Oathbreaker, another fan-driven format, was created by WeirdCards, a Minnesota-based club that organizes Magic events to raise money for charitable causes. It, like Tiny Leaders, plays similarly to Commander in that it contains cards outside of the deck that dictate the deck's color identity, but the similarities end there. Instead of a legendary creature card as your commander, you have a planeswalker card and an instant or sorcery in the command zone. Decks are 58 cards thick beyond those two. There's no commander damage, which allows life gain to be a viable strategy, but life totals are also lower which gives Burn decks an edge as well. Overall, the gameplay of Oathbreaker is quite fun and can also be very competitive in the right circles.

From its inception and the spread of its popularity, players have been trying to bust Oathbreaker apart as another "solved format" like Tiny Leaders, due to its marginal similarities, but Oathbreaker has mostly stood firm. Those in charge of the format continue to monitor it and add/subtract from its ban list, as well as interact professionally with its player base.

However, the issue Oathbreaker has lies in its level of reach. Unlike Commander, it's not supported on Magic Online. Since the offline player base is smaller than the base for formats like Modern, fewer players are willing to invest in Oathbringer decks—which in turn, keeps the player base low. As a fan of the format, I'm confident that Oathbringer could take off if enough players were introduced to it and had a place to play. If not, it could end up going the way of Tiny Leaders.

#1: Extended (1993-2013)

Extended, also known by older players as Type 1.X, was a very cool rotating format for those disinterested with the speed at which cards were made obsolete in Standard. The finalized rules for the Extended rotation paradigm meant that blocks and core sets lasted for four years in the format, rather than their time in Standard, which was brief by comparison. Extended was fun to play, and perhaps a bit more financially forgiving than Standard or even most non-rotating formats like Legacy, Vintage, or even Commander, which was just coming into its own when Extended was discontinued.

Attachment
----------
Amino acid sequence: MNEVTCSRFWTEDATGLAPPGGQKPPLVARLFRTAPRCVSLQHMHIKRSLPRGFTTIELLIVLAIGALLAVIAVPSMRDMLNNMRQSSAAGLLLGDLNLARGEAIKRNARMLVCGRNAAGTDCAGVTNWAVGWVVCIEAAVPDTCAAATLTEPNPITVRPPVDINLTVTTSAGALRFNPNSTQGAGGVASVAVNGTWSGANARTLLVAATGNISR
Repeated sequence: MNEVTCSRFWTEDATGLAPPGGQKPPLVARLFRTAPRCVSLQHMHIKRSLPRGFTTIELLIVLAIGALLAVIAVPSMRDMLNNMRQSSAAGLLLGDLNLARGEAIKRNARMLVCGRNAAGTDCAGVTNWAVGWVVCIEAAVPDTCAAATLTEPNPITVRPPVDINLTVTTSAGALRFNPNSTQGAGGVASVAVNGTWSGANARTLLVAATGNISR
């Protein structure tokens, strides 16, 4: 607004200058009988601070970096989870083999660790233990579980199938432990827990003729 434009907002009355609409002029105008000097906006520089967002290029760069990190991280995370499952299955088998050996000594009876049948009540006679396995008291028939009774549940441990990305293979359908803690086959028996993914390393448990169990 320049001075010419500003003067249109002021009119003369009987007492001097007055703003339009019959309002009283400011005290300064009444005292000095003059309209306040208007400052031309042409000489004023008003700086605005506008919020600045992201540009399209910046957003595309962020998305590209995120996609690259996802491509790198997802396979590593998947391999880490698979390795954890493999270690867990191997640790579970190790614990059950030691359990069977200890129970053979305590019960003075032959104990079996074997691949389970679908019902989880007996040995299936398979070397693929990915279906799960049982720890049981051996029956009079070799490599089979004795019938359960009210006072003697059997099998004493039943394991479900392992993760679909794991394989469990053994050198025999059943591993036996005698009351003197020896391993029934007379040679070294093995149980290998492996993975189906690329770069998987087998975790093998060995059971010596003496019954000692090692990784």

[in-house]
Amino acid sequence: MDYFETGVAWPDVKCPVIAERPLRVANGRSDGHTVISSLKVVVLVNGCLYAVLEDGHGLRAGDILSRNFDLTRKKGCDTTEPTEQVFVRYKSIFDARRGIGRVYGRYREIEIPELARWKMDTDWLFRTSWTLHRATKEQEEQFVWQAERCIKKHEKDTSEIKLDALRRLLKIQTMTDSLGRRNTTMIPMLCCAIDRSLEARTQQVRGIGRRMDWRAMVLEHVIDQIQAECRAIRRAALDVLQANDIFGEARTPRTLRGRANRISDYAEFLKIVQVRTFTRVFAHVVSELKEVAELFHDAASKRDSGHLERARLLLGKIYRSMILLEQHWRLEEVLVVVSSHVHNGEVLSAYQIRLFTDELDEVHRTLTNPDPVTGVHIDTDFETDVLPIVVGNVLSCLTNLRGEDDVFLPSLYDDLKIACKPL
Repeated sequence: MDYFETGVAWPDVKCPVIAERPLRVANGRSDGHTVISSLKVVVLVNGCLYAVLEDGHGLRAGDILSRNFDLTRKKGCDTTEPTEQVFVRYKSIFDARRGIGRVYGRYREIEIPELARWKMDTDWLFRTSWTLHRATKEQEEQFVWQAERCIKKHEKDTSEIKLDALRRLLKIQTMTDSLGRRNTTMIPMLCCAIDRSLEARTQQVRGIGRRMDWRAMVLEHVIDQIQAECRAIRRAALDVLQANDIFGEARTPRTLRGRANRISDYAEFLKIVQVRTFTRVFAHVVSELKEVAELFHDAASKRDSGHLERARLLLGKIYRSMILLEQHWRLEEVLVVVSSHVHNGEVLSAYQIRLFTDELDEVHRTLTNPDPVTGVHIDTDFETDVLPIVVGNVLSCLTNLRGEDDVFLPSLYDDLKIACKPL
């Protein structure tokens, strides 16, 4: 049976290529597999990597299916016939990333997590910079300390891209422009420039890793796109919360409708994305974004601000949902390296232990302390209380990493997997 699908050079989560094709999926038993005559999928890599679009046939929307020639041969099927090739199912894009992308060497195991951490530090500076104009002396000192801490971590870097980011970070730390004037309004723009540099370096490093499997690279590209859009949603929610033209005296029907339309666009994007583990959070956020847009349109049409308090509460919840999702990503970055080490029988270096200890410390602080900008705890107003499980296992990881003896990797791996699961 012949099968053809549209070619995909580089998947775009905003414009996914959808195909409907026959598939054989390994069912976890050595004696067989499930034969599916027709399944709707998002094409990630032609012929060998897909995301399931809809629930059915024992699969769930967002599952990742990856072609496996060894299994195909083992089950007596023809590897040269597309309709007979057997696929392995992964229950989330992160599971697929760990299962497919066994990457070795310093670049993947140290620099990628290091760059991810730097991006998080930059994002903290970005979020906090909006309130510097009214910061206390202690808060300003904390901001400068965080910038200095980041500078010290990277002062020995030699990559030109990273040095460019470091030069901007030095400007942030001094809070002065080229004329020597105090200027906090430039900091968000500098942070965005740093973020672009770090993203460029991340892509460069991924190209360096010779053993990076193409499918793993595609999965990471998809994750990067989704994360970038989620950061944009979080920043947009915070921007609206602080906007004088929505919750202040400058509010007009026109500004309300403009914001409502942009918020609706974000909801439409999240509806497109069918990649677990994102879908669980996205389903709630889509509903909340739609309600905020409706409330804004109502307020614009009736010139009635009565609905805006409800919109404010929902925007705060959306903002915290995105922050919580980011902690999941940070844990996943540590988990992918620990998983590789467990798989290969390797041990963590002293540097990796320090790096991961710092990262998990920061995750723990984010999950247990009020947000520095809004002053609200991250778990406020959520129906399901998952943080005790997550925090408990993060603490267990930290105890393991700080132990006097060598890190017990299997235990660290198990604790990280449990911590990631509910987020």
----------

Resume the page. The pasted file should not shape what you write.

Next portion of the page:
It's not every day you can see black-red Goblins defeat a Dragonstorm combo deck but lose to Affinity in the same tournament.

So, what happened?

In two words, Modern happened.

Modern, created by Wizards of the Coast in 2011 to appease players with a new non-rotating format that didn't include cards on the Reserved List, allowed cards from Eighth Edition and the original Mirrodin block onward. By the end of Extended in July 2013, all Extended-legal cards and more were legal in Modern, meaning that Extended had nothing to set it apart.

Now, Modern risks the same loss of popularity with the advent of Pioneer last year. Talk about poetic justice—but now might be a good time to reinstate a renewed Extended format. Magic: The Gathering is getting more popular with each passing year, and with so many players in a kitchen-table meta (especially with the pandemic not ending soon in many places), players will often find themselves wondering what to do with their excess of cards. Perhaps now is the right time to bring that back.

Wizards of the Coast listens to players, as evidenced by the banning of Omnath, Locus of Creation in Standard, and similar moves to bring peace to volatile formats. This means that we as players have the power to bring these formats back if we so choose, or even create new ones. It's not like Wizards of the Coast can police how players play at home, so why not create a new format while stuck in pandemic isolation? Maybe it'll peter out like Tiny Leaders, or be obsoleted like Extended. But maybe, just maybe, it'll stick like Commander.